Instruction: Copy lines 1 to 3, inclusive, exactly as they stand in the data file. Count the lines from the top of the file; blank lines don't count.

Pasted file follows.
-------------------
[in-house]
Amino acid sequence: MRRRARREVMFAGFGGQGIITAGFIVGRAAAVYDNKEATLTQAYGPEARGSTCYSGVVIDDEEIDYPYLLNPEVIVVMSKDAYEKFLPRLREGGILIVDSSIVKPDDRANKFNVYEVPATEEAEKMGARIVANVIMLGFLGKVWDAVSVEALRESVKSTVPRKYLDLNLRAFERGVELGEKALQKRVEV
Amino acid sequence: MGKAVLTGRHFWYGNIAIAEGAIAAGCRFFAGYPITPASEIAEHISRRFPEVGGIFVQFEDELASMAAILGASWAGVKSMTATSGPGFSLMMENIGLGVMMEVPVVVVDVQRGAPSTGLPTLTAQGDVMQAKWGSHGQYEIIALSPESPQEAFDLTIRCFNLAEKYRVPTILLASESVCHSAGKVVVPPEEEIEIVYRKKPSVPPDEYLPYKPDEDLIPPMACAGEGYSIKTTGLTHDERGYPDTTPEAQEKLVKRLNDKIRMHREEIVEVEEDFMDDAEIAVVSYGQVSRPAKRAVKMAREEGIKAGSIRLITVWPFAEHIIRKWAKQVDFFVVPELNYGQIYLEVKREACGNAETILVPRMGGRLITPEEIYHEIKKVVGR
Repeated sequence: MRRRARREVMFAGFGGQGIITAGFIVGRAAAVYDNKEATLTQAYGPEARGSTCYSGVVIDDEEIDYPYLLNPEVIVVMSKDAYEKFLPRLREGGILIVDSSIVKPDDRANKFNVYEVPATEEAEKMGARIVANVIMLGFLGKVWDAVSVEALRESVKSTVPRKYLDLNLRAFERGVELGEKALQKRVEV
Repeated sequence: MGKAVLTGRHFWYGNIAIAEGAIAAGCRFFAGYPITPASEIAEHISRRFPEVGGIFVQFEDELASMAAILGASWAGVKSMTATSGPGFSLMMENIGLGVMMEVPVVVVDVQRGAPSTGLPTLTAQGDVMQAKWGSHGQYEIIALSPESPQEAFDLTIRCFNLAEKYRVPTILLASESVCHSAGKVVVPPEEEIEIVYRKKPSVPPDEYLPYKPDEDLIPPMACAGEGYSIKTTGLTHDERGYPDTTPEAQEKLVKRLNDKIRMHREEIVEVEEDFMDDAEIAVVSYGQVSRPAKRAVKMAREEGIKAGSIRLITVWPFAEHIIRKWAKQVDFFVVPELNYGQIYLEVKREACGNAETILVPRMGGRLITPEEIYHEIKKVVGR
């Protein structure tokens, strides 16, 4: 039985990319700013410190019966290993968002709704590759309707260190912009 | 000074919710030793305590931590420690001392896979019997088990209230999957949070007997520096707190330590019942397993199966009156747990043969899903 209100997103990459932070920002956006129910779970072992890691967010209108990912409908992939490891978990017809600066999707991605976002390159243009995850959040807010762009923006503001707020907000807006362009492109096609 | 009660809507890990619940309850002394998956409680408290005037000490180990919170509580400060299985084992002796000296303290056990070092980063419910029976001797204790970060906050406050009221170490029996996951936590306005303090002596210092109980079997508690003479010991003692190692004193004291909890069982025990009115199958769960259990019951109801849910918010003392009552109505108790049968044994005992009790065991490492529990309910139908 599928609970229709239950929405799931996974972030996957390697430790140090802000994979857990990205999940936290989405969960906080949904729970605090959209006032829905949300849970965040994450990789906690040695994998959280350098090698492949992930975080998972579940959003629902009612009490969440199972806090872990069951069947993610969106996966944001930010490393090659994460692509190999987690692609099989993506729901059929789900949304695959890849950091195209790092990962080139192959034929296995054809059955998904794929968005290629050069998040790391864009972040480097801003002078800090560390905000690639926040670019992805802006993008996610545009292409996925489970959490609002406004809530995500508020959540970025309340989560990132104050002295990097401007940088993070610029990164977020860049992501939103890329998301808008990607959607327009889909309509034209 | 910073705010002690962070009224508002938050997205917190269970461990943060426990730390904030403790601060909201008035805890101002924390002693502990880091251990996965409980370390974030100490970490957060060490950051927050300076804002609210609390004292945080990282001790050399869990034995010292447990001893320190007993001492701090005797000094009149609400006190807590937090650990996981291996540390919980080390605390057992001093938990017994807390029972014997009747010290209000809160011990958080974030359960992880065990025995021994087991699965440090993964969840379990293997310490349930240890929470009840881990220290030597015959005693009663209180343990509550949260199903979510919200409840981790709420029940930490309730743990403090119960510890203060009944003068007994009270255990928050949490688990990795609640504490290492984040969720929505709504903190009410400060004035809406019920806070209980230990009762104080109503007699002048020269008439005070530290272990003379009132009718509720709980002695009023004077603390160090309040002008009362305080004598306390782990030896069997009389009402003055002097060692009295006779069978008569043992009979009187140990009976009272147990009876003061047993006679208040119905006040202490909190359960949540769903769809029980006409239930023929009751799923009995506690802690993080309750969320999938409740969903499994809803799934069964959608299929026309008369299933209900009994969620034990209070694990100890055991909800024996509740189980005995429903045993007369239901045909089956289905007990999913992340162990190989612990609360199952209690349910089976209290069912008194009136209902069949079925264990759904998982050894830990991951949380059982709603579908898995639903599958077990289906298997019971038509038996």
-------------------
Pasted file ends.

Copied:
[in-house]
Amino acid sequence: MRRRARREVMFAGFGGQGIITAGFIVGRAAAVYDNKEATLTQAYGPEARGSTCYSGVVIDDEEIDYPYLLNPEVIVVMSKDAYEKFLPRLREGGILIVDSSIVKPDDRANKFNVYEVPATEEAEKMGARIVANVIMLGFLGKVWDAVSVEALRESVKSTVPRKYLDLNLRAFERGVELGEKALQKRVEV
Amino acid sequence: MGKAVLTGRHFWYGNIAIAEGAIAAGCRFFAGYPITPASEIAEHISRRFPEVGGIFVQFEDELASMAAILGASWAGVKSMTATSGPGFSLMMENIGLGVMMEVPVVVVDVQRGAPSTGLPTLTAQGDVMQAKWGSHGQYEIIALSPESPQEAFDLTIRCFNLAEKYRVPTILLASESVCHSAGKVVVPPEEEIEIVYRKKPSVPPDEYLPYKPDEDLIPPMACAGEGYSIKTTGLTHDERGYPDTTPEAQEKLVKRLNDKIRMHREEIVEVEEDFMDDAEIAVVSYGQVSRPAKRAVKMAREEGIKAGSIRLITVWPFAEHIIRKWAKQVDFFVVPELNYGQIYLEVKREACGNAETILVPRMGGRLITPEEIYHEIKKVVGR